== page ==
is not going to be different, 2 years, 4 years, 10 years fro now. a lot of concern about afghanistan. the taliban is resurgent in the south. i have the pakistan influence in the east. there's concern about iranian influence in the west. karzai's president of his backyard. this is not a country that responds well to central government. >> the president of kabul they often say. >> the mayor of kabul. >> not the country. >> it's a country that historically hasn't ever had a central government that's worked. >> it's a lot to do. >> it's history. >> it's unbelievable the amount that needs to be done there. >> absolutely. >> michael, thank you. our woft bli-- wolf blitzer talk was ma heed camid karzai t at 4:00 p.m. eastern. the anotherer toous lockerbie bomber is buried today but can the questions and anger over pan am bombing ever be put
to rest for the victims' families? we are talking today and some are not satisfied. don't forget, you can watch cnn live on your computer while you're at work. head to cnn.com/tv. it's me? alright emma, i know it's not your favorite but it's time for your medicine, okay? you ready? one, two, three. [ both ] ♪ emma, emma bo-bemma ♪ banana-fana-fo-femma ♪ fee-fi-fo-femma ♪ em-ma very good sweety, how do you feel? good. yeah? you did a really good job, okay? [ female announcer ] to nurses everywhere, thank you, from johnson & johnson. or creates another laptop bag or hires another employee, it's not just good for business, it's good for the entire community. at bank of america, we know the impact that local businesses have on communities. that's why we extended $6.4 billion in new credit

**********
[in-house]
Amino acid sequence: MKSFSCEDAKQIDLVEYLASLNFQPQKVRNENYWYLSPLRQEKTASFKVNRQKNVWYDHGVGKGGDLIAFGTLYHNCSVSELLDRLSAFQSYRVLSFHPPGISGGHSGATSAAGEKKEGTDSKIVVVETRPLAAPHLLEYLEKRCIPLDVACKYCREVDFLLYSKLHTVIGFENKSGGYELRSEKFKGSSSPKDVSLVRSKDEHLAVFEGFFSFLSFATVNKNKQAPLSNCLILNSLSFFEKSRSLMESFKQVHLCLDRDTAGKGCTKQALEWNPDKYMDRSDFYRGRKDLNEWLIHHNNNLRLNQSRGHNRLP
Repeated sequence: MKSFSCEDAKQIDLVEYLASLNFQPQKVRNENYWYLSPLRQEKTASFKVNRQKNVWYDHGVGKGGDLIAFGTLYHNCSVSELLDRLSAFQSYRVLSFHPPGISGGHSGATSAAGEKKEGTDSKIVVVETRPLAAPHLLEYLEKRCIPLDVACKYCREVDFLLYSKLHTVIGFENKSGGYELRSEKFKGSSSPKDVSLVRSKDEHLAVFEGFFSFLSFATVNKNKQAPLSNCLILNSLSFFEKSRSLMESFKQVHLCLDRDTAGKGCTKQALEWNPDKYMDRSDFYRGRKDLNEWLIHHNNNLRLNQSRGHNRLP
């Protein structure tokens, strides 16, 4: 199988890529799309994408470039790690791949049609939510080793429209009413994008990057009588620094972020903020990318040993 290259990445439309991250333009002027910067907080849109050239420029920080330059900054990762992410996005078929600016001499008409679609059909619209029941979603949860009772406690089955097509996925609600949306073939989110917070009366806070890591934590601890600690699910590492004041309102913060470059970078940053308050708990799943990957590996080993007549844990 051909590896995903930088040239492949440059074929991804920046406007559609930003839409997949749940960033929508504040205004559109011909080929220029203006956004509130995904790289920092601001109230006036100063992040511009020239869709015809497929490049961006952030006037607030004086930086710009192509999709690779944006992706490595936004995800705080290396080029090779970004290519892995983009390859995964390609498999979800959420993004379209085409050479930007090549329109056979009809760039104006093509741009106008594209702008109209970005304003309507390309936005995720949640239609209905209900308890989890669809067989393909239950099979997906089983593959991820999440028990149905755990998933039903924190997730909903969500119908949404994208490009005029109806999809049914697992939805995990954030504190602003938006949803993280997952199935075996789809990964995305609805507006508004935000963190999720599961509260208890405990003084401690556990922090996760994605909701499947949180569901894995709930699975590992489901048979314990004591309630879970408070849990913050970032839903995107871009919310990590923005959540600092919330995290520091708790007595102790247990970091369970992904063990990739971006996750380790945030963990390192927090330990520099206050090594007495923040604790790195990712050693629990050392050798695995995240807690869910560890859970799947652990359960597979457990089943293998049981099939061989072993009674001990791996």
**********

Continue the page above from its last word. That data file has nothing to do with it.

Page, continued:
emotions are running high in a meteorologist courtroom. that's where a former rutgers university student faces sentencing in a case related to the death of his roommate. dharun ravi used a web cam to spy on his roommate, tyler clementi, kissing another man. he put it online and then used social media to invite people to watch. tyler clementi's mother, jane, spoke in court about dharun ravi and her son. >> he never really knew tyler, not the smart, kind, articulate, humble, funny, talented, caring, thoughtful, generous, trut wo h trustworthy and dependable person tyler was. all he found out was tyler was gay. >> we just saw ravi's mother. she just spoke as well making an emotional plea for her son. she was crying. she broke down after she went